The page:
# Help with Opamp/PNP Transistor Current Source

Discussion in 'The Projects Forum' started by sohcahtoa, Aug 28, 2008.

1. ### sohcahtoa Thread Starter Member

Nov 7, 2006
15
0
I have been working with a voltage controlled current source circuit mainly made out of a 741 opamp and a 2N3906 PNP transistor. The current source is needed to create control current for an operational transconductance amplifier that in turn will be part of a voltage controlled oscillator. The output of the current source should sweep between 0 to 0.5mA in a linear fashion.

I got the current source idea from a lecture on OTAs found here: http://users.ece.gatech.edu/~lanterma/ems/

Here's a schematic of the current source, with the voltage values I've recorded. VCC should be set at 8.15V, forgot about that, sorry:

The operation, in theory, should work as follows:

The opamp V+ terminal connects to ground. This ensures that the opamp V- terminal (in the ideal case) is also set to ground. The current flowing between the VCC input (at 8.15V) and the V- terminal should be:

8.15V / 100K = 81.5uA

Since V- is virtual ground (with infinite impedance into the opamp), the value at the end of the emitter should be -VCC as the current flowing into and out of the V- node should be equal, or 81.5uA.

When calculating the emitter current, one then looks at the 100K and 22K resistors like they are in parallel because of the virtual ground at V- and actual ground (I'm not so certain about this). Therefore, the emitter current should be:

-Vi / (100K || 22K) = (-Vi)(0.055) mA

Which leaves you at approximately a linear sweep from 0 to 0.45mA with 8.15V being your top value. I'm using 9V batteries here if you haven't guessed already. The source output is the collector.

The problem I'm having is that I'm getting -5mA out of the collector not 0.5mA. I've checked this a number of times. -5.37V / 1K is certainly -5.37mA.

Things I've done:

1. Used a 10K pot to offset null the opamp. Is this ever really possible? I've gotten it to where blowing on the pot will change which rail the opamp hits, but I never get 0V.

2. Checked the PNP terminals a number of times to ensure the emitter and collector are the proper terminals.

3. Rechecked the pins on the opamp to ensure the proper connections.

I guess the real question is, does this circuit make sense? Should I be assuming a real opamp can create that virtual ground? Currently it won't budge from around 1.3V or so.

Thank you very much for any help you can provide. Sorry for the long post.

EDIT:

I forgot to add that the opamp Vout is -6.27V.

Last edited: Aug 28, 2008
2. ### hgmjr Moderator

Jan 28, 2005
9,030
214
I think you would come out better if you used the configuration illustrated here.

A glaring error in your circuit is that the 1k resistor needs to be referenced to a load referenced to the positive power supply.

The 741 opamp is not an OTA.

hgmjr

3. ### sohcahtoa Thread Starter Member

Nov 7, 2006
15
0
Thanks hgmjr. I have seen that configuration as well. I'll likely give it a try after playing around with this one for awhile.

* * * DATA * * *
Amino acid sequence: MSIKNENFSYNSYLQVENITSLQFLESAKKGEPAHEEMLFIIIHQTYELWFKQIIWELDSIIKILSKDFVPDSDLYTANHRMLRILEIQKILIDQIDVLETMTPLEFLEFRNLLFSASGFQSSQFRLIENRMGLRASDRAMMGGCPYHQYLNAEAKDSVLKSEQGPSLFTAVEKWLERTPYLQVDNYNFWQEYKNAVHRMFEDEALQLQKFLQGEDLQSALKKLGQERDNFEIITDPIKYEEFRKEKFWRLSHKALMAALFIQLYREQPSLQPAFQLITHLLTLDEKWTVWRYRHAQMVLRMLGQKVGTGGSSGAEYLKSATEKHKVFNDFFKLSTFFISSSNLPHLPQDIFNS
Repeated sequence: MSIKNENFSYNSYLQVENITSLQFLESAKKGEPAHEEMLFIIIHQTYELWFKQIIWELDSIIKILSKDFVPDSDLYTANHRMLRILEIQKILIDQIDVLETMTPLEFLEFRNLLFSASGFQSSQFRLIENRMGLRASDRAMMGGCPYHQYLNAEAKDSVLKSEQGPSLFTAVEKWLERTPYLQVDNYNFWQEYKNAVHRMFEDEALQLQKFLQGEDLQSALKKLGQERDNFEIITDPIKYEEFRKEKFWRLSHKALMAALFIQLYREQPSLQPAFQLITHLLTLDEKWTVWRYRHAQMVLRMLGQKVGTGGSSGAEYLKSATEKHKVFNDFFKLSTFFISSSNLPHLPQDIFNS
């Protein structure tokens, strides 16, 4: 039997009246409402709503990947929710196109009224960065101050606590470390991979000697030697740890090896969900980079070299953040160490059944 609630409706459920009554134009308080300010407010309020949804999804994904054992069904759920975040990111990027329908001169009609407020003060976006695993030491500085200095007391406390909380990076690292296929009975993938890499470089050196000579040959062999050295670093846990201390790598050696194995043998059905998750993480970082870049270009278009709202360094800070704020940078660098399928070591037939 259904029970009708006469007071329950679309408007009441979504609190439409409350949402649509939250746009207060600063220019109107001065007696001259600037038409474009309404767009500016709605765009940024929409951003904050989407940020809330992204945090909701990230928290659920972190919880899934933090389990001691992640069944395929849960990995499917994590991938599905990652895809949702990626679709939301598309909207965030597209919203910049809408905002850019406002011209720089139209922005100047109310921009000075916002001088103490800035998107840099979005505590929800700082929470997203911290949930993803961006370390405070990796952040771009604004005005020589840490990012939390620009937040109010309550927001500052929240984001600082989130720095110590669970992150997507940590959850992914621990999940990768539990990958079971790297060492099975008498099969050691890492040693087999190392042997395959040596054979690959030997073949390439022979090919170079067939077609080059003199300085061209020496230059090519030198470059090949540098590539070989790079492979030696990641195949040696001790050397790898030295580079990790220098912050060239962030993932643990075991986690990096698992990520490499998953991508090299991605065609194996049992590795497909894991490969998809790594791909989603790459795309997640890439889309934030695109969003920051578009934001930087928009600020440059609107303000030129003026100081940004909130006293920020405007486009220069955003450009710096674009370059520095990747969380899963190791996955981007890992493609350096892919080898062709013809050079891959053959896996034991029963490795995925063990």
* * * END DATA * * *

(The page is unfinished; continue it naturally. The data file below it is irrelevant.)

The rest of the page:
I left the OTA out of the schematic. The control current leaving the collector of the PNP is supposed to drive an OTA input that needs a control current. The 741 is working together with the PNP to make a stable, or supposedly stable, current source. I was just grounding the resistor coming out of the collector to test the circuit.

Perhaps it's just a bad design overall?

Last edited: Aug 28, 2008
4. ### hgmjr Moderator

Jan 28, 2005
9,030
214
I have some experience with the topology that I sent you a link to and it works fairly well. What works even better is using an n-channel mosfet instead of a BJT.

hgmjr

5. ### SgtWookie Expert

Jul 17, 2007
22,182
1,728
Here's another way you might do it. See the attached.

File size:
62.9 KB
Views:
184
6. ### sohcahtoa Thread Starter Member

Nov 7, 2006
15
0
Thanks to both of you for your suggestions.

How would one go about connecting one of these to the control current terminal of an OTA? The OTA terminal really can't act as a load that connects to VCC and then returns the current to the transistor, as far as I know. In other words, the current that the OTA sinks isn't returning. I'm thinking that's why the OpAmp/PNP combination was used?

For reference, I 'm thinking of using an LM13700.

http://www.national.com/mpf/LM/LM13700.html

Thanks again.

Last edited: Aug 28, 2008
7. ### SgtWookie Expert

Jul 17, 2007
22,182
1,728
It's late, and I'm out of it.

What's an OTA? In the military, an OTH is an Other Than Honorable discharge.

I'm not really up to reading thru everything on that page and listening to all of the lectures at the moment, however I will in the future.

But if you want to make some progress, explain your acronyms - better yet, what's your target circuit?

8. ### sohcahtoa Thread Starter Member

Nov 7, 2006
15
0
OTA stands for operational transconductance amplifier. It's a differential voltage controlled current source, but has an additional terminal for a control current that controls the transconductance of the circuit. Basically it can act like a current controlled potentiometer. I don't think they're all that common anymore. I'm using it as a building block for a voltage controlled oscillator.

The control chain essentially looks like:

(Volt-to-Amp Current Source)-->(OTA)-->(Voltage Controlled Oscillator)

The voltage controlled oscillator is really current controlled by the OTA.

I guess the main issue is that there aren't two terminals that let you plug in the OTA to act like a load (Rl).

9. ### BobaMosfet Active Member

Jul 1, 2009
109
11
Hi!

8.15V / 100K = 81.5uA

The answer is 81.5mA (0.0815), or 8.15uA.

Perhaps this will help.

10. ### Ron H AAC Fanatic!

Apr 14, 2005
7,050
655
This thread is a year old, but 8.15V / 100K still equals 81.5uA.

And WTH does this mean?
81.5ma≠8.15uA